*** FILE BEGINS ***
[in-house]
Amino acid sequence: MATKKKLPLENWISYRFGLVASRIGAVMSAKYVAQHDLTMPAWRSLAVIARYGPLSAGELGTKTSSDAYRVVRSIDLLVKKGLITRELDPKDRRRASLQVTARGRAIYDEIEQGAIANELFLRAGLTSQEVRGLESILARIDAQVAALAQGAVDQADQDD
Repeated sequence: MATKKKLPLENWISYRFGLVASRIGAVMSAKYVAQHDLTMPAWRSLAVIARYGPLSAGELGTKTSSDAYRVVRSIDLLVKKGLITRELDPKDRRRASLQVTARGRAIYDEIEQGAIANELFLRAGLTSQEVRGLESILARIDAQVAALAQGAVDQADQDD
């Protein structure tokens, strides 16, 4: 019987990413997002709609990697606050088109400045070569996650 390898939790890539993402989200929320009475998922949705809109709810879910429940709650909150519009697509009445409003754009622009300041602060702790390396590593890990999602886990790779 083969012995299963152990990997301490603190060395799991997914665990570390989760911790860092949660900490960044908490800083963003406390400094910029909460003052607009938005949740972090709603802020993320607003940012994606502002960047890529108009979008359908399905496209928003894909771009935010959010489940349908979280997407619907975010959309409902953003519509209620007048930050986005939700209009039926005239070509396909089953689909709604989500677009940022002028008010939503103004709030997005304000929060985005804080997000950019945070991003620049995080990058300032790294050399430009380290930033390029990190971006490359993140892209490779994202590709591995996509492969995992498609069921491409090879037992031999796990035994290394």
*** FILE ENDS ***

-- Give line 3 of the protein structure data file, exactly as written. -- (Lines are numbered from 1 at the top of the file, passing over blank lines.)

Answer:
Repeated sequence: MATKKKLPLENWISYRFGLVASRIGAVMSAKYVAQHDLTMPAWRSLAVIARYGPLSAGELGTKTSSDAYRVVRSIDLLVKKGLITRELDPKDRRRASLQVTARGRAIYDEIEQGAIANELFLRAGLTSQEVRGLESILARIDAQVAALAQGAVDQADQDD